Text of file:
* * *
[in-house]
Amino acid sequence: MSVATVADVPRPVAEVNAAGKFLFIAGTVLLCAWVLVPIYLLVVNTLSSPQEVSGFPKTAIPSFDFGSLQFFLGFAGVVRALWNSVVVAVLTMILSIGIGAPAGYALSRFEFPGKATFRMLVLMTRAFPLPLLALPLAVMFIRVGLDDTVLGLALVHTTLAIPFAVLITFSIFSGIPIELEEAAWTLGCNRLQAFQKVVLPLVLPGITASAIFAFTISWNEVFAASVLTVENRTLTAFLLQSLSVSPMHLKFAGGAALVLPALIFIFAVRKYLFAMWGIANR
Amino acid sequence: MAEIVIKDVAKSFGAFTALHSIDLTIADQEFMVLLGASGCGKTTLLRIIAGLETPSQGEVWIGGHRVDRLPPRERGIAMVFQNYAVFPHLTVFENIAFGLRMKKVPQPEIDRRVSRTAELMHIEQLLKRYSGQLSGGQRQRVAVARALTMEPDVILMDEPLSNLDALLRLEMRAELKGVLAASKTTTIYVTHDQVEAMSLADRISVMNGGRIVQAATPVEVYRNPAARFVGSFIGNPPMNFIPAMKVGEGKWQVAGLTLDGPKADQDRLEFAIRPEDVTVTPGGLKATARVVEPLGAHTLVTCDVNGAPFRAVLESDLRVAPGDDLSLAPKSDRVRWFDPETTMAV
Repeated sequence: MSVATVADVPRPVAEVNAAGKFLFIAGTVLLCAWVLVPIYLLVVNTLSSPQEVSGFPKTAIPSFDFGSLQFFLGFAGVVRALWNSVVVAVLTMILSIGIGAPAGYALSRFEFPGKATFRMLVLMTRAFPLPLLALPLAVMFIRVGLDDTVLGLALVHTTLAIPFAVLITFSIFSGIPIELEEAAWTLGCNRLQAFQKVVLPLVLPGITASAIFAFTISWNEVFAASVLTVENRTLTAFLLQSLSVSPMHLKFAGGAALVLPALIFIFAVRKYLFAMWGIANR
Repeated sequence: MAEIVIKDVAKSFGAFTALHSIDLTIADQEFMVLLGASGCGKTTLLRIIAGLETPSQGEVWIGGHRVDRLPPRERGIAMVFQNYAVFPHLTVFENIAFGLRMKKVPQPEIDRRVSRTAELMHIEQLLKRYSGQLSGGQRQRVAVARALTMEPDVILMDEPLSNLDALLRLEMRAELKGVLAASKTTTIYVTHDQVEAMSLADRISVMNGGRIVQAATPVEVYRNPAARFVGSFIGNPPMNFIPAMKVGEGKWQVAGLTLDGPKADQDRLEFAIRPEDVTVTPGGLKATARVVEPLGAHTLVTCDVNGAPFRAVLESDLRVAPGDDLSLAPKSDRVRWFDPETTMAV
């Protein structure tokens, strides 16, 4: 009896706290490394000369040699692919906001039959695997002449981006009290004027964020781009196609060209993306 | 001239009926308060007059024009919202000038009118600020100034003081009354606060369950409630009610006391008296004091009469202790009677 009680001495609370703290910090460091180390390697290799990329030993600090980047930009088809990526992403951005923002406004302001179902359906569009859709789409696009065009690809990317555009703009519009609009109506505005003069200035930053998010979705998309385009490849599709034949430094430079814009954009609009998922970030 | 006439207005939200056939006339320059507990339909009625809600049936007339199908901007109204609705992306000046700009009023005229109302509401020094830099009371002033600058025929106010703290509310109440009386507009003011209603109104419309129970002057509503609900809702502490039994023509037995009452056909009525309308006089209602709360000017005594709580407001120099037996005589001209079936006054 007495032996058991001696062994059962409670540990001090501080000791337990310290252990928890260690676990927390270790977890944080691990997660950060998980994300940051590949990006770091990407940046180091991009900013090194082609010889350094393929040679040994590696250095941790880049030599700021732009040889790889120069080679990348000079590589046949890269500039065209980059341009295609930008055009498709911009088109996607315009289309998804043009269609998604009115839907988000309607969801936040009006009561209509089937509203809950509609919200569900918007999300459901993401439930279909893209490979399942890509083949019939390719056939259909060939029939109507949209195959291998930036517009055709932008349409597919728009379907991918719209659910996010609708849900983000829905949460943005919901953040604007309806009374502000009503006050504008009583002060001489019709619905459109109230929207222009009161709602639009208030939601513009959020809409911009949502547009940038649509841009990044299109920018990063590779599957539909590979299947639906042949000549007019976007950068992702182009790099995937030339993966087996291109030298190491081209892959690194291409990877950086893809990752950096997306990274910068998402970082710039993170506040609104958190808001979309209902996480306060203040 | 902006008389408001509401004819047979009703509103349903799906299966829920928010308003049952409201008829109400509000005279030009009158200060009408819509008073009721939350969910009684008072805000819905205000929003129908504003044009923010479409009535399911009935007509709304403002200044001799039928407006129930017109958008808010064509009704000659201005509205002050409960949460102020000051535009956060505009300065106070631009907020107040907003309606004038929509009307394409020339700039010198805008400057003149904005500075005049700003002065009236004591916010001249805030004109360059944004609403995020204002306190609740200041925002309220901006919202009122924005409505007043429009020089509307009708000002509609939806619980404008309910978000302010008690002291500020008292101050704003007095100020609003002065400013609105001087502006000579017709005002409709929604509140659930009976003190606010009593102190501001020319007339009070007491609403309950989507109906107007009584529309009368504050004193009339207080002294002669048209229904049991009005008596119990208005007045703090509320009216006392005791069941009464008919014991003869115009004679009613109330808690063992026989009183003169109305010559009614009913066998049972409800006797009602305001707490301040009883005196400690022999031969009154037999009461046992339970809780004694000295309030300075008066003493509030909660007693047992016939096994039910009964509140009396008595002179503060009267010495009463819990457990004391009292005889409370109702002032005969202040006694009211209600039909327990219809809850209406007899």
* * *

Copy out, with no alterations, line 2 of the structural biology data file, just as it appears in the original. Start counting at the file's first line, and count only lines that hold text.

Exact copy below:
Amino acid sequence: MSVATVADVPRPVAEVNAAGKFLFIAGTVLLCAWVLVPIYLLVVNTLSSPQEVSGFPKTAIPSFDFGSLQFFLGFAGVVRALWNSVVVAVLTMILSIGIGAPAGYALSRFEFPGKATFRMLVLMTRAFPLPLLALPLAVMFIRVGLDDTVLGLALVHTTLAIPFAVLITFSIFSGIPIELEEAAWTLGCNRLQAFQKVVLPLVLPGITASAIFAFTISWNEVFAASVLTVENRTLTAFLLQSLSVSPMHLKFAGGAALVLPALIFIFAVRKYLFAMWGIANR